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World Health Organization Publication : Year 2002, A88434 - in English: Human Health and Vulnerability in the Nyiragongo Volcano Crisis Democratic Republic of Congo 2002

By Peter J. Baxter

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Book Id: WPLBN0000169148
Format Type: PDF eBook
File Size: 1.6 MB
Reproduction Date: 2005

Title: World Health Organization Publication : Year 2002, A88434 - in English: Human Health and Vulnerability in the Nyiragongo Volcano Crisis Democratic Republic of Congo 2002  
Author: Peter J. Baxter
Volume:
Language: English
Subject: Health., Public health, Wellness programs
Collections: Medical Library Collection, World Health Collection
Historic
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Publisher: World Health Organization

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Baxter, P. J. (n.d.). World Health Organization Publication : Year 2002, A88434 - in English. Retrieved from http://cn.ebooklibrary.org/


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Medical Reference Publication

Excerpt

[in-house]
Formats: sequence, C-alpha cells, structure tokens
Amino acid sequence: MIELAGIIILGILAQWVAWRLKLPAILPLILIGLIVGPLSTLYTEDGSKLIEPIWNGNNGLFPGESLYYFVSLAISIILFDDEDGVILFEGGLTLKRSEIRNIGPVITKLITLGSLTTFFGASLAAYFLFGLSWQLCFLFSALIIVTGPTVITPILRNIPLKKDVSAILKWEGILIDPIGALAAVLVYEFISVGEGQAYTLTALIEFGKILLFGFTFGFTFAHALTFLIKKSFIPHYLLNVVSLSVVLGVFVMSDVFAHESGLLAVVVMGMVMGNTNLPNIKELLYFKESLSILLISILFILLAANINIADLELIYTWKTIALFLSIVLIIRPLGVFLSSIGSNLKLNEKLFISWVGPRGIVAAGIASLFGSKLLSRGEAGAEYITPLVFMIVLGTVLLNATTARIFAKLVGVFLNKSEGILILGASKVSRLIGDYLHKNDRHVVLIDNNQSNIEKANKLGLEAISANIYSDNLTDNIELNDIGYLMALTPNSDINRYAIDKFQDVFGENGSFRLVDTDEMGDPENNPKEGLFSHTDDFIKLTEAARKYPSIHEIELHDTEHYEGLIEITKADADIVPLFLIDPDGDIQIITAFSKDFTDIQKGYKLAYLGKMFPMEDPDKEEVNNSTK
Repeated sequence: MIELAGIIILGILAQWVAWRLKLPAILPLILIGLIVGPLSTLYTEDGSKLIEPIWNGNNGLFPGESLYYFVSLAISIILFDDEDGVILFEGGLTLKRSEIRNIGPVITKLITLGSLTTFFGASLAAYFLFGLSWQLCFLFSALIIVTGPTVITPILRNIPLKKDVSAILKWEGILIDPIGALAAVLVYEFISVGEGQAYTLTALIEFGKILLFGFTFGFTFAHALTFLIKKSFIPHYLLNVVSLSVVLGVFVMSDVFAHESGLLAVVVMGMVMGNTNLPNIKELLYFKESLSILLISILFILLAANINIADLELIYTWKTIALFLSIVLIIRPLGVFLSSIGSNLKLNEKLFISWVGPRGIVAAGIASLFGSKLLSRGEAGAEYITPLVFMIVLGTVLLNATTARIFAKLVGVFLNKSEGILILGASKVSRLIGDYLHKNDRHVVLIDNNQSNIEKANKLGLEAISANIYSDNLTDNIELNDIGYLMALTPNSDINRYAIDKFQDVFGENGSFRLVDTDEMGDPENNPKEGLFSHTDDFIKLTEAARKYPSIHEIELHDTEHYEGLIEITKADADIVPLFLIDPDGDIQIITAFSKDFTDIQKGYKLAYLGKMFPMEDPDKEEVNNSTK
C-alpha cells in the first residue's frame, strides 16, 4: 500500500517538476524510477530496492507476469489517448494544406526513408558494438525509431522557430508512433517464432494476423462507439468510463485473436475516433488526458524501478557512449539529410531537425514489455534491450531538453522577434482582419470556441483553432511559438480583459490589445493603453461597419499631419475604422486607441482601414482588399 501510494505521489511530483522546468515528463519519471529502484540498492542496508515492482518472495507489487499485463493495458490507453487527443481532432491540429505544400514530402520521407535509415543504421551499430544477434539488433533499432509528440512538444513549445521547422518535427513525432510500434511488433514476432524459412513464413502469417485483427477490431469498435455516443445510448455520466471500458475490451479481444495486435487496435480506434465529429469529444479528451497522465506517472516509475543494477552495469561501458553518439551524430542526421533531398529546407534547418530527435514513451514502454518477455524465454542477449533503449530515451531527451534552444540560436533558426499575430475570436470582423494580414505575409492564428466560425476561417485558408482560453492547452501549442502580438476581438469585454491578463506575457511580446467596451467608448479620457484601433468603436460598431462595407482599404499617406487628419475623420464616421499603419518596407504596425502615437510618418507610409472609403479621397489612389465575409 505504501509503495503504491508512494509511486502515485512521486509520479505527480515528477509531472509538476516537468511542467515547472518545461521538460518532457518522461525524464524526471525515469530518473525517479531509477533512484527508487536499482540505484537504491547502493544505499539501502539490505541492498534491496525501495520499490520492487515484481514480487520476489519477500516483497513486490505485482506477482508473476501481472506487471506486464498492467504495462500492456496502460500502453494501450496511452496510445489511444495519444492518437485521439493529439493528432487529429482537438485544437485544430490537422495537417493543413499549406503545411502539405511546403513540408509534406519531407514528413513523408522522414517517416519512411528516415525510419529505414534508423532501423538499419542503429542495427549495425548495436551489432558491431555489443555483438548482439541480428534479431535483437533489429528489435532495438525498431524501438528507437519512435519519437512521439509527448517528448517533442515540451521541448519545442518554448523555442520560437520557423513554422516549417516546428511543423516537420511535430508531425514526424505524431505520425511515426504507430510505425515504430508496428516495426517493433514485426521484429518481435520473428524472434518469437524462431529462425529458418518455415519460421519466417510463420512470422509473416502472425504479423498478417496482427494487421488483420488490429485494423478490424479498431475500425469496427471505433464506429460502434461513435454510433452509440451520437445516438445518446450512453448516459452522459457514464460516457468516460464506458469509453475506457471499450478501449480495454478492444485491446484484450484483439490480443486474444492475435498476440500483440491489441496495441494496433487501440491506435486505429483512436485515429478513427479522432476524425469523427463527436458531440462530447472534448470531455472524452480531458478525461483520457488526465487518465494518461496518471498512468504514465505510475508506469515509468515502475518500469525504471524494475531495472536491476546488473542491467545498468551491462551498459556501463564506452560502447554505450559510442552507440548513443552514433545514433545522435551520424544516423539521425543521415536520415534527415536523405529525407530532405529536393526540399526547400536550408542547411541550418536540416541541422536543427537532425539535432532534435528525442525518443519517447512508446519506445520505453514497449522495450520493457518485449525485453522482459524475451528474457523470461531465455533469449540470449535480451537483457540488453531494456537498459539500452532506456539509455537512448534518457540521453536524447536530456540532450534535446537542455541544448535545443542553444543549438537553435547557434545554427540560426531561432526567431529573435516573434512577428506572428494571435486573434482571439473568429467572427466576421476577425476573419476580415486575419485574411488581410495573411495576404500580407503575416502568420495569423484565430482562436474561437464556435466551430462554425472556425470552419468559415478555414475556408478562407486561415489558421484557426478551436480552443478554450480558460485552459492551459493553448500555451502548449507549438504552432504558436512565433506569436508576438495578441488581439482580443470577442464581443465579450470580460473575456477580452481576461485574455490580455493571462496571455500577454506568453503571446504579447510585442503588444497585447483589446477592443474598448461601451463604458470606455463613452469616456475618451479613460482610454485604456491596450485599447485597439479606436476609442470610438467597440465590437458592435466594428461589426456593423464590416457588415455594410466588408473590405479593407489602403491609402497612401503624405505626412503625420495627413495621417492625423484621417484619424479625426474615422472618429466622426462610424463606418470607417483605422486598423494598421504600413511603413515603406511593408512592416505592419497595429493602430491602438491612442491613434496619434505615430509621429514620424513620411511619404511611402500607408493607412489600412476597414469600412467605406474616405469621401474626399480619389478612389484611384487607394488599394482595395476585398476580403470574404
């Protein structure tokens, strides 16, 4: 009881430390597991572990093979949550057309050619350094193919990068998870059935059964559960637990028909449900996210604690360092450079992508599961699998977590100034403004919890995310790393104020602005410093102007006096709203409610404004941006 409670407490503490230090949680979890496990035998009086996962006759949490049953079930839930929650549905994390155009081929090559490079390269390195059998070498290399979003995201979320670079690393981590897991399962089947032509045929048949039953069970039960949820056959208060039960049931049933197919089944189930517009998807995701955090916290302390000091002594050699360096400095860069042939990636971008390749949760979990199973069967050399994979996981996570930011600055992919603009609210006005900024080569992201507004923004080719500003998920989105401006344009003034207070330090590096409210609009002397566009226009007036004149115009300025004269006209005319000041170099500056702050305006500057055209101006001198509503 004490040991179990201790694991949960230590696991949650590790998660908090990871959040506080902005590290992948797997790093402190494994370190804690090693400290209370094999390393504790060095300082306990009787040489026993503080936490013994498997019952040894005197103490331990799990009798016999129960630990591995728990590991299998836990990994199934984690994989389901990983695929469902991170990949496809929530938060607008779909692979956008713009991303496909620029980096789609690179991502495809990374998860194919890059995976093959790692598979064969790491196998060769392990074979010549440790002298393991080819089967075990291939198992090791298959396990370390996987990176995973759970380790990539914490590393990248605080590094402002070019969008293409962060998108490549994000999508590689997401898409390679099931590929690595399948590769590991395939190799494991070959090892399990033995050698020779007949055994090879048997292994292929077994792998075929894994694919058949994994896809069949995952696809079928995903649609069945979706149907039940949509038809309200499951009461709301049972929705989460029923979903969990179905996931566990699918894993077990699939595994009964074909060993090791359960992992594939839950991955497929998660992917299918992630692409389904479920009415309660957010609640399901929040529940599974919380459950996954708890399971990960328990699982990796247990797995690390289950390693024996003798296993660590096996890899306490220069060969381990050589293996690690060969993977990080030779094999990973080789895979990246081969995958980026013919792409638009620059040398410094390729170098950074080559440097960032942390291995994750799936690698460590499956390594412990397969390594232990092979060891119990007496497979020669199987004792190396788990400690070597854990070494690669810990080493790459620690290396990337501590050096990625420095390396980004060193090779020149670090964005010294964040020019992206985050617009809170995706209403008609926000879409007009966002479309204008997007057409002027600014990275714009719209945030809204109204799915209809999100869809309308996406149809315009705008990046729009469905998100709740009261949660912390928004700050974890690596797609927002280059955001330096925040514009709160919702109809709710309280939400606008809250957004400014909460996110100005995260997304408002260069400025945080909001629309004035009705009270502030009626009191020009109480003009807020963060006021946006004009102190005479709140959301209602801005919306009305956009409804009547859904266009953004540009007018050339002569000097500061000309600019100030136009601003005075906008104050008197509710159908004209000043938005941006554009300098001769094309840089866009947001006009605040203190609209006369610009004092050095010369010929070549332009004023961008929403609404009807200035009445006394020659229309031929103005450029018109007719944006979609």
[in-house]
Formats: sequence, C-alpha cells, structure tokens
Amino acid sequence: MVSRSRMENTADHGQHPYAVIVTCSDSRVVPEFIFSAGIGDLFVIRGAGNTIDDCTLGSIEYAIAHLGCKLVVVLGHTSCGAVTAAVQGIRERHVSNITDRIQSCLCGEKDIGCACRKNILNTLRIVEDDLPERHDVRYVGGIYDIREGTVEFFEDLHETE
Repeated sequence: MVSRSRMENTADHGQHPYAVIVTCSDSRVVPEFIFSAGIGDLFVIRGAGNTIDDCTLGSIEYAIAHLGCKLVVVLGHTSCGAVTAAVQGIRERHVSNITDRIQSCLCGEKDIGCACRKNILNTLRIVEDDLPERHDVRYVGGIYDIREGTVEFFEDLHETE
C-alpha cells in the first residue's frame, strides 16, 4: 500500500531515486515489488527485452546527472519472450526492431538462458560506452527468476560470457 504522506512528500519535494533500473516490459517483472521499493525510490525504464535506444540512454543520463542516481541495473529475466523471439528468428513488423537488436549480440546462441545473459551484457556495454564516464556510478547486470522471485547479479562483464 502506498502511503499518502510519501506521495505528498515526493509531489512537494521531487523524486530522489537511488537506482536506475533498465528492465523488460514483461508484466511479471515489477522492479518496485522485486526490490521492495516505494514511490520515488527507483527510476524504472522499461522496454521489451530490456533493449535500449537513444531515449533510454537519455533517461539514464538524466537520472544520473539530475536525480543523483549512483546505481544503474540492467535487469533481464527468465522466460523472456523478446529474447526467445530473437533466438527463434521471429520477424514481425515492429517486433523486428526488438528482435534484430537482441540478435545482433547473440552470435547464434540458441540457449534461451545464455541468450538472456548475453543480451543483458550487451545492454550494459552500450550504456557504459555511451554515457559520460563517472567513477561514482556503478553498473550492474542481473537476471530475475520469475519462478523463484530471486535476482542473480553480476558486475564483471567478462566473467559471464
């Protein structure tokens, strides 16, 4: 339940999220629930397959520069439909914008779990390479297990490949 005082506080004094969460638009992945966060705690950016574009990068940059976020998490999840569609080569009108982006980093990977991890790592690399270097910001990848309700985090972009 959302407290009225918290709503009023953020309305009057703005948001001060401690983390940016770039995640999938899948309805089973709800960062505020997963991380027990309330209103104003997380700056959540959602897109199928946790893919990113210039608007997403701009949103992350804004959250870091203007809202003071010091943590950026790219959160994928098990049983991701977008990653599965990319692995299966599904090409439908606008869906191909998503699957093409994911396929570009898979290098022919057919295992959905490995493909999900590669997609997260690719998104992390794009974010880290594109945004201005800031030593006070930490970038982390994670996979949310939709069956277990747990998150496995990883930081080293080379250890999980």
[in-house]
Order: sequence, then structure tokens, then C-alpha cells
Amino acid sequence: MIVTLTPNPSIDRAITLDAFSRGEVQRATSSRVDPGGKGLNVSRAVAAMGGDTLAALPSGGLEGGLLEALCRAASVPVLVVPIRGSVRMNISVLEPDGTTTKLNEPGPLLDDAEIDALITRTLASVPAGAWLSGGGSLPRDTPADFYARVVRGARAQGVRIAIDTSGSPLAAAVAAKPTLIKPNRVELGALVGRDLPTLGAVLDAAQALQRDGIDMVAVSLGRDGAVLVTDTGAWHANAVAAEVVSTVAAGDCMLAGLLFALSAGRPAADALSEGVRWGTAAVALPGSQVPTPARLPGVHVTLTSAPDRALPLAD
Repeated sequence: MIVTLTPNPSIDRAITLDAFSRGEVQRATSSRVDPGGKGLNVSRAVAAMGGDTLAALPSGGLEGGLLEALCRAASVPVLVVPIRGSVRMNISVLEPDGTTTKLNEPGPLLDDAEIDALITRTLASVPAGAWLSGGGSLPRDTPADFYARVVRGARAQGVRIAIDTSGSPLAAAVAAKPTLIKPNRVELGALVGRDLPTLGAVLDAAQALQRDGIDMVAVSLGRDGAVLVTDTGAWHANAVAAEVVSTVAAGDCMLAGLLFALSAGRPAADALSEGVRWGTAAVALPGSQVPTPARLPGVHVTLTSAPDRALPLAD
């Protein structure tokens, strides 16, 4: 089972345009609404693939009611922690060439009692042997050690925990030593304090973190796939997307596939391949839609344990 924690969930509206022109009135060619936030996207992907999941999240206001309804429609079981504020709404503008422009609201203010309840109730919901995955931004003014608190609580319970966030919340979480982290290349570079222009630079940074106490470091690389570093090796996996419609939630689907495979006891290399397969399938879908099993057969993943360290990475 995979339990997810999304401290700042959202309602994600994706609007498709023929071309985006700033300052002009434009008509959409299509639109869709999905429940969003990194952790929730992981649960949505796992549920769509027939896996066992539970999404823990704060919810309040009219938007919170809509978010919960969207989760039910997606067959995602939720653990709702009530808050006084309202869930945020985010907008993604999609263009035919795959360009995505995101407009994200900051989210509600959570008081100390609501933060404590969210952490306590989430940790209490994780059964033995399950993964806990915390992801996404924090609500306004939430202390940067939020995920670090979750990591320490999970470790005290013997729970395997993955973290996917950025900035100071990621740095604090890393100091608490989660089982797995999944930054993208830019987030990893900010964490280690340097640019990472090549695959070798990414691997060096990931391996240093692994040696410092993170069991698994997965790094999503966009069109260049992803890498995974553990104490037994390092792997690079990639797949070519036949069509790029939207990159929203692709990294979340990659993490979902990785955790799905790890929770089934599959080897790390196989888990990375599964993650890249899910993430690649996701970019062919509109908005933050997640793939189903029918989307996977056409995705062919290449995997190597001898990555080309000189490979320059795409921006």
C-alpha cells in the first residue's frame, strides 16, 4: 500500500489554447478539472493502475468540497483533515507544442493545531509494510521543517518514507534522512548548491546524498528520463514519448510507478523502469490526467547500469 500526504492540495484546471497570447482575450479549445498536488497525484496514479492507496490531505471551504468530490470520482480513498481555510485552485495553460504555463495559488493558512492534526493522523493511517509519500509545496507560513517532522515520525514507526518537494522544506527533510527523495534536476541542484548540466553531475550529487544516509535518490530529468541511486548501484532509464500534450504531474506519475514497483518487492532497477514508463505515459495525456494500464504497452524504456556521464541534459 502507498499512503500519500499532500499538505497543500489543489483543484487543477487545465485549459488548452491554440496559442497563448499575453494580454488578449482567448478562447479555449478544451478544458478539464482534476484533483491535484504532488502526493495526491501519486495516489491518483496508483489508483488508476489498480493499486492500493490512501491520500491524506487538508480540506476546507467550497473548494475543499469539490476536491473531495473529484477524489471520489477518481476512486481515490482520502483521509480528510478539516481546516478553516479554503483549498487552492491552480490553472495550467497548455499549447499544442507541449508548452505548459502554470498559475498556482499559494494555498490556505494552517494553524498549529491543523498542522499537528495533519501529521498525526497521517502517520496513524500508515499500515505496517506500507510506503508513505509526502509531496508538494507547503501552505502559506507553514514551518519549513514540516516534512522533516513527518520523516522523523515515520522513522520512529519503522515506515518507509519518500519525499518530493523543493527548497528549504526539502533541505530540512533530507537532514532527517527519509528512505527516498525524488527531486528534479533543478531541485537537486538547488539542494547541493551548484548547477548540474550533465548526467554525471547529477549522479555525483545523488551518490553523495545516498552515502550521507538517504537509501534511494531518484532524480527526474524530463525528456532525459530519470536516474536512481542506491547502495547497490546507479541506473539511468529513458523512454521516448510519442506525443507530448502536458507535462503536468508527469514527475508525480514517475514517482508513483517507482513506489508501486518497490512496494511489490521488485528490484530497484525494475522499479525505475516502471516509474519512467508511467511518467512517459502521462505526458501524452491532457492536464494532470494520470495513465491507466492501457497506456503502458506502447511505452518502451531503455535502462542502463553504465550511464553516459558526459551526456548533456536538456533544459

EXECUTIVE SUMMARY We have undertaken a vulnerability assessment of the Nyiragongo volcano crisis at Goma for the World Health Organisation (WHO), based on an analysis of the impact of the eruption on January 17/18, 2002. According to volcanologists, this eruption was triggered by tectonic spreading of the Kivu rift causing the ground to fracture and allow lava to flow from ground fissures out of the crater lava lake and possibly from a deeper conduit nearer Goma. At the time of writing, scientists are concerned that the continuing high level of seismic activity indicates that the tectonic rifting may be gradually continuing. Scientists agree that volcano monitoring and contingency planning are essential for forecasting and responding to future trends. The relatively small loss of life in the January 2002 eruption (less than 100 deaths in a population of 500,000) was remarkable, and psychological stress was reportedly the main health consequence in the aftermath of the eruption. A cholera outbreak was prevented by the rapid intervention of NGO’s and other agencies to provide chlorinated drinking water from Lake Kivu. This report is a contribution for health sector preparedness and the involvement of the health sector in the on-going risk management of this crisis. Some important findings on the vulnerability of the population have emerged which relate to the eruption occurring in a region already affected by a complex humanitarian emergency and these should be considered in emergency planning and preparedness. 1. Volcanic hazard risks, scientific forecasts and warnings. According to scientists, the two main hazards of immediate concern in a future eruption of Nyiragongo are: i.) a lava eruption in Goma from fissures located within 1-2 km of the lake shore leading to a major phreato-magmatic explosion, and ii.) a lava eruption in Lake Kivu that disturbs the carbon dioxide and methane stored in the lake at depth, leading to the release of an asphyxiating gas cloud that could disperse over a wide area. Either of these events could lead to catastrophic loss of life. Warning of magma rising beneath Goma or Lake Kivu should be feasible, using a telemeter seismic monitoring network. However, the political and humanitarian situation makes it unlikely that the population will heed warnings of an impending eruption and be prepared to evacuate part or whole of Goma as a precautionary measure. A gas release from Lake Kivu would be most likely localised around the location of a lava emission along the main fissure line from the summit crater to the lake, in other words, near Goma. The evacuation of Goma would therefore also reduce the loss of life expected in a gas release from Lake Kivu. 2. Cholera risk in Goma. The devastating cholera outbreak in 1994 in Rwandan refugees in Goma and the neighbouring camp areas was due to the total reliance of the population on Lake Kivu as the only source of drinking water, as the area is built upon the hard rock of old, porous lava flows (there are no wells or rivers). This reliance is unchanged today and the prevention of enteric disease outbreaks in a future eruption has to be a leading priority for the health sector, relief agencies and NGO’s. The risk of an epidemic is greatest with an evacuation of Goma, or a return to Goma before its shattered

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